GILMORTON CASTLE

Gilmorton Castle was an earth and timber motte-and-bailey fortification raised in the late eleventh century. It was probably raised by Robert Vessey to control the source of the River Swift, an overland route to and from Leicester. The castle probably only remained in use for a short period.

History

 

Gilmorton is located ten miles south of Leicester and overlooks the source of the River Swift. It was an existing settlement at the time of the Norman invasion but it seems to have grown in size and value thereafter. The Domesday survey of 1086 records the tenant-in-chief as Robert of Vessey and it may well have been him who built the castle.

 

Gilmorton Castle was an earth and timber motte-and-bailey fortification. The circular motte would have been topped by a wooden palisade and/or tower whilst its base and was surrounded by a water filled ditch. A horse-shoe shaped bailey extended to the north-west. Earthworks beyond that, which are now located within a private garden, have been interpreted as a later manorial site but given the relatively small size are probably just relics of a fishpond. Earthworks to the south were contemporary houses.

 

Little is known about the later history of the castle and it is likely its lifespan was relatively short. The abandoned house platforms suggest a contraction in the size of the village. During World War II RAF Bruntingthorpe, a bomber base, was located just to the east.

 

 

Bibliography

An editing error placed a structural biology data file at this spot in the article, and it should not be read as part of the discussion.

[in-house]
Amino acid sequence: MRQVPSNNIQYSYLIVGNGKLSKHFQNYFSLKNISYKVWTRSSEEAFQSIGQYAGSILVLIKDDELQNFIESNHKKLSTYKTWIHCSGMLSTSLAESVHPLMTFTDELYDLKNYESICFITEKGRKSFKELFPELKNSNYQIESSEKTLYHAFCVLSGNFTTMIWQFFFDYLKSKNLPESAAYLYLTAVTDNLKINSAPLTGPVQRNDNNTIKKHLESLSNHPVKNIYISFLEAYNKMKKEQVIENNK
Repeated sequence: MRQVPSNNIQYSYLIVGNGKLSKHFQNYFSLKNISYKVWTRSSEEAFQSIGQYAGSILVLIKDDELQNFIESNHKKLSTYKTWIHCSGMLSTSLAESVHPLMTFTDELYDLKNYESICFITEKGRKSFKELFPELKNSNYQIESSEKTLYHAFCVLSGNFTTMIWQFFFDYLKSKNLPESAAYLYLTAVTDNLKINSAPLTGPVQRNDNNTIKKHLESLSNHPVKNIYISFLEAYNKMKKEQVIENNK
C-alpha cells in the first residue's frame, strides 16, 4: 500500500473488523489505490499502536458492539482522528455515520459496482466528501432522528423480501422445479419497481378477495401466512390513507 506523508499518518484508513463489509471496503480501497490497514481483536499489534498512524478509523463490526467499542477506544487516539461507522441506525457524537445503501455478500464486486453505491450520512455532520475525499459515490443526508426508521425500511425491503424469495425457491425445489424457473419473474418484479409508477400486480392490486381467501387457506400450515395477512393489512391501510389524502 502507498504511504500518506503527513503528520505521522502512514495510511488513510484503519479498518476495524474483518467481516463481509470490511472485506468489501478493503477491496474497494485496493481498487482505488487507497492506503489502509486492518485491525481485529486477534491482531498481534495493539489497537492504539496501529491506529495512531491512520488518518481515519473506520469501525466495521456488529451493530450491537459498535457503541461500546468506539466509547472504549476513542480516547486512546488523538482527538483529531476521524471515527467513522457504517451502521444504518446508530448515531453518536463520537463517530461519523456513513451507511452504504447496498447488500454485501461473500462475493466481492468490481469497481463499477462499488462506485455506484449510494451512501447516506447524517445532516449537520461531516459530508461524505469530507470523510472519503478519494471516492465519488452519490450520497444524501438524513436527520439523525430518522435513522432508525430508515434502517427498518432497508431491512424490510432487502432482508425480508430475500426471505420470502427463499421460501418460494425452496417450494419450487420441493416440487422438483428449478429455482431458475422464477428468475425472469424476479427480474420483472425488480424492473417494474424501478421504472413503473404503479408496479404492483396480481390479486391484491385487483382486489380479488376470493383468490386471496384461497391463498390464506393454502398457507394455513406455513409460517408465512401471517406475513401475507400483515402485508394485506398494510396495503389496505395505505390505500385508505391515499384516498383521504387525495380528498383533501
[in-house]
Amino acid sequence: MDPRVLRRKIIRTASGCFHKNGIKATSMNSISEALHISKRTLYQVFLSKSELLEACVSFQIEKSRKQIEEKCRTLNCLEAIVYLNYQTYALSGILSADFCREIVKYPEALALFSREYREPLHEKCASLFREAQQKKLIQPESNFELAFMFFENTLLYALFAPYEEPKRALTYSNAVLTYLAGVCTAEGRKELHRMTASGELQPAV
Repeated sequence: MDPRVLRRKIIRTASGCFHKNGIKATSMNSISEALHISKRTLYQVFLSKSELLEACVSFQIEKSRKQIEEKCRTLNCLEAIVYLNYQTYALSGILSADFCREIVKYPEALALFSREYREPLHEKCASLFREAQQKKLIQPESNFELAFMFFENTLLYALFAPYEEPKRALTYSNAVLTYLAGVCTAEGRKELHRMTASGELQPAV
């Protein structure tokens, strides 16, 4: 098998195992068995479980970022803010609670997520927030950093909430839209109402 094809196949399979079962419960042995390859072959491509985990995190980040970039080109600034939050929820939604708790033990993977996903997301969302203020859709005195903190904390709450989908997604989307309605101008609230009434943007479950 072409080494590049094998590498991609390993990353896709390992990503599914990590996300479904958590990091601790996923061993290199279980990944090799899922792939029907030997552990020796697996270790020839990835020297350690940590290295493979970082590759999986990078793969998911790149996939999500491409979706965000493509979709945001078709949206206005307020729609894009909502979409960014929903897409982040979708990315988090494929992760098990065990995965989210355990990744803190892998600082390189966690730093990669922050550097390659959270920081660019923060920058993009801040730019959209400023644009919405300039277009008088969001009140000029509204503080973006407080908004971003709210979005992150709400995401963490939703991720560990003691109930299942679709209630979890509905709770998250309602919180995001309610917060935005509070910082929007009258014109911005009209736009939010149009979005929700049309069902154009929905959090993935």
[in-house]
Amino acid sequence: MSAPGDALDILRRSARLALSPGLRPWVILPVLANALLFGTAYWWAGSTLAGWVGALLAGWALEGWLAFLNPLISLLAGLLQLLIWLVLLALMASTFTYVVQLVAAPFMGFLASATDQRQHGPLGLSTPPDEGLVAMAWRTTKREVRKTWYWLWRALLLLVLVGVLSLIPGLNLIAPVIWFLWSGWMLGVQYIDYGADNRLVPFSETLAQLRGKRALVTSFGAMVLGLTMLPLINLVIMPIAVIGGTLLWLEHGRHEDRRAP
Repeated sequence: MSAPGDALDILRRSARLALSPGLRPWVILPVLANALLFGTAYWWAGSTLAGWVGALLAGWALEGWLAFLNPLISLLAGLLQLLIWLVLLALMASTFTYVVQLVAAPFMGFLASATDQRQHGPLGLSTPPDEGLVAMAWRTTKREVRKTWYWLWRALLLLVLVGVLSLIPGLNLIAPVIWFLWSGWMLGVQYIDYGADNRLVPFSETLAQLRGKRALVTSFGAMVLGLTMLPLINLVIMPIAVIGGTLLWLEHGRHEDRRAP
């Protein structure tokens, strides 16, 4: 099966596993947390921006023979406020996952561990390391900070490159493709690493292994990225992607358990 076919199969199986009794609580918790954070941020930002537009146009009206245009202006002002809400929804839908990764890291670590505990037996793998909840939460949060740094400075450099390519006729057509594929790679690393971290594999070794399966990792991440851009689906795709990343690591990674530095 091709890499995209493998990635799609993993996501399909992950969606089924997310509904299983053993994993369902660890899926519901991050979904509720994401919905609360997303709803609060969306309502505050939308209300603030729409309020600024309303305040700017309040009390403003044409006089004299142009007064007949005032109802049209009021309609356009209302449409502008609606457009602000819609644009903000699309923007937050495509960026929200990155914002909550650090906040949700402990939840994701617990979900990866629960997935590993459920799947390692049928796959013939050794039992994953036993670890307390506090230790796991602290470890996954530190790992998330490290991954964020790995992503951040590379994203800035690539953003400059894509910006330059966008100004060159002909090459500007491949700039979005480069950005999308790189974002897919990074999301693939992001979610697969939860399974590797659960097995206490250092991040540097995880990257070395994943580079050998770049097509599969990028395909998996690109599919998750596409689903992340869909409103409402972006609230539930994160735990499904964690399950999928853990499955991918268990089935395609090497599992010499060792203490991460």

Allcroft, A.H (1908). Earthworks of England. London.

Elkin, K (2015). Medieval Leicestershire: Recent Research on the Medieval Archaeology of Leicestershire.

Hartley R.F (2008). Medieval Earthworks of South-West Leicestershire. Hinckley & Bosworth.

Historic England (1994). Motte, moat and fishponds west of All Saints Church, List entry 1010495. Historic England, London.

King, C.D.J (1983). Castellarium anglicanum: an index and bibliography of the castles in England, Wales and the Islands.  Kraus International Publications.

Knox, R (2015). The medieval fortified sites of Leicestershire and Rutland.

Morris, B (2015). A Brief History of Gilmorton – The Golden Village on the Moor.

Page, W (1907). The Victoria History of the County of Leicestershire: Volume I.

Pettifer, A (1995). English Castles, A guide by counties. Boydell Press, Woodbridge.

Salter, M (2010). Castles of the East Midlands. Folly Publications, Malvern.

What's There?

Gilmorton Castle consists of the earthwork remains of a motte. A public right of way runs through the site.

Gilmorton Castle Motte. The circular flat-topped mound.

Gilmorton Castle Motte.

Motte Ditch. The circular flat-topped mound

All Saints Church. The church was probably Saxon in origin. Portions of the structure seen today date from the fifteenth century although most is the result of rebuilding in the 1860s.

Getting There

Gilmorton Castle is found to the immediate west of All Saints Church. Car parking is possible on Church Lane. An unpaved footpath leads to the castle site and the fishponds.

Car Parking Option

Church Lane, LE17 5LU

52.486623N 1.162098W

Gilmorton Castle

Church Lane, LE17 5LU

52.486623N 1.162098W

Fishponds (No Access)

Church Lane, LE17 5LU

52.486623N 1.162098W